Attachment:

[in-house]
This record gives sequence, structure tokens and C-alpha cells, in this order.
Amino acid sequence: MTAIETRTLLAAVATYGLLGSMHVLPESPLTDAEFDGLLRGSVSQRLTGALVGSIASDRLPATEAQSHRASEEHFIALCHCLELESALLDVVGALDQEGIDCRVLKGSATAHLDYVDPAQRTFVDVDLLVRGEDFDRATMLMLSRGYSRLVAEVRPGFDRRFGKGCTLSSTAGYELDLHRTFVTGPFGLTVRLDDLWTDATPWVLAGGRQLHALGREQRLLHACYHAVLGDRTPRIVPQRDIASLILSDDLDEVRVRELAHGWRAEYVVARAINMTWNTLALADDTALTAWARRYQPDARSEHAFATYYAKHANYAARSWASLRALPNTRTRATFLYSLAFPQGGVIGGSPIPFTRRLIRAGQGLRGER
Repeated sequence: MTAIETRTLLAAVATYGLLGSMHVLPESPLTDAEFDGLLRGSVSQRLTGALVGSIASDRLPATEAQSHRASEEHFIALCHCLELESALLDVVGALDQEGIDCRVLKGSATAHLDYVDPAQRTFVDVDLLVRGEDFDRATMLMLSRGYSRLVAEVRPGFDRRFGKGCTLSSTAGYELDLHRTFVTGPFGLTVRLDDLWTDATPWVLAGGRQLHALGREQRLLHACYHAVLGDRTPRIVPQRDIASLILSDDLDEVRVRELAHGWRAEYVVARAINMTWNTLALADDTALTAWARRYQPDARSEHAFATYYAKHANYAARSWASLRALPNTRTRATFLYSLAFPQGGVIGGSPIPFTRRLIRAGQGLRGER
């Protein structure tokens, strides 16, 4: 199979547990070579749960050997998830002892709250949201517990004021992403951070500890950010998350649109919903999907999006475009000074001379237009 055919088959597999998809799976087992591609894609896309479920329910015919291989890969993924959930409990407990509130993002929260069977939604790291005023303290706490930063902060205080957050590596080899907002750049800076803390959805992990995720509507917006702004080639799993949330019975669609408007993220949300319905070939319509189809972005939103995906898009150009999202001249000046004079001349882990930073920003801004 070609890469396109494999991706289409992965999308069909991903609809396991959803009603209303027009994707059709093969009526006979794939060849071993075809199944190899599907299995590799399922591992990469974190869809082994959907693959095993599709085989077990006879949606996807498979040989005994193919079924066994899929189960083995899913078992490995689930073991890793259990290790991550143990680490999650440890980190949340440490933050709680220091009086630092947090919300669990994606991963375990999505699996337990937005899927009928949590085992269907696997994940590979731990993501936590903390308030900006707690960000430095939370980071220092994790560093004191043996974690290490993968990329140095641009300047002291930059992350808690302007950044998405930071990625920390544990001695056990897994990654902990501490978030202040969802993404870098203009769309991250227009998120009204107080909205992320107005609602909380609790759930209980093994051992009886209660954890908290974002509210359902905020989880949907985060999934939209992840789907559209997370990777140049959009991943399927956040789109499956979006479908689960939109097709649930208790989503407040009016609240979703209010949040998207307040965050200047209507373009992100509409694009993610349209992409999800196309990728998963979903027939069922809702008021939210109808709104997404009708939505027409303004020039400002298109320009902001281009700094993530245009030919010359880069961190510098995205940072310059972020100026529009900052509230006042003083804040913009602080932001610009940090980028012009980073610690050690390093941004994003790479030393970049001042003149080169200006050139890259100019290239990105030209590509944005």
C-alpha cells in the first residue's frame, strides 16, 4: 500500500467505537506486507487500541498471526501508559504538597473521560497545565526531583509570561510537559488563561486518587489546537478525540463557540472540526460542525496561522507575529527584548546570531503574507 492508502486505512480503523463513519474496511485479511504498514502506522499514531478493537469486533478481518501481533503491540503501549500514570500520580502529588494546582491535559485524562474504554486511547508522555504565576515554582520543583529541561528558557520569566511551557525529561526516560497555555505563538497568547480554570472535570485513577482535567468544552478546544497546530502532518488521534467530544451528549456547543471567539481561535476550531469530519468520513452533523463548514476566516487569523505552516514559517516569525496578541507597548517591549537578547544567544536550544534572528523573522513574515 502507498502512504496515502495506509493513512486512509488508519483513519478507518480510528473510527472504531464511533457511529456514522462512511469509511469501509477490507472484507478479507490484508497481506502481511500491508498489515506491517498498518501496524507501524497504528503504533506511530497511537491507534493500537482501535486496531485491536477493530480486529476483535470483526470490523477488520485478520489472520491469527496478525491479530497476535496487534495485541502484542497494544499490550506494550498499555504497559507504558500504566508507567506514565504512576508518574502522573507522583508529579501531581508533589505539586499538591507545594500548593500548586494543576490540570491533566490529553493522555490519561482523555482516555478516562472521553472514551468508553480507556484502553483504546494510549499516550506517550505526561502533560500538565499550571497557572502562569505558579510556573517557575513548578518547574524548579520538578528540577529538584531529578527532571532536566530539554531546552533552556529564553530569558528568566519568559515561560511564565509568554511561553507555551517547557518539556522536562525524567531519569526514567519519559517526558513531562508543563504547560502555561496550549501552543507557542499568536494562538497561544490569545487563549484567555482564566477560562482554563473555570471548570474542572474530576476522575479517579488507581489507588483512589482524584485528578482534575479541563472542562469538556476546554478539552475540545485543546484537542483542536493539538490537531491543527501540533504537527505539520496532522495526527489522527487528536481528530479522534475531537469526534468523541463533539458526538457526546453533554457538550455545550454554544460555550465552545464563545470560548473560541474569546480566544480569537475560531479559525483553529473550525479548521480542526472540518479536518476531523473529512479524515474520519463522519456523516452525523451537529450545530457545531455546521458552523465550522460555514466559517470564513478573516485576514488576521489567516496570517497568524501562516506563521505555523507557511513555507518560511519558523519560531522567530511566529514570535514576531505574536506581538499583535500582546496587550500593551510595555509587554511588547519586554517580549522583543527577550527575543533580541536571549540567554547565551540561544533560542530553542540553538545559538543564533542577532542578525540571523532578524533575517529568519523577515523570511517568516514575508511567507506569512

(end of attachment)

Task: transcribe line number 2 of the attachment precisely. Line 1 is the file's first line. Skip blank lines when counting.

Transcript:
This record gives sequence, structure tokens and C-alpha cells, in this order.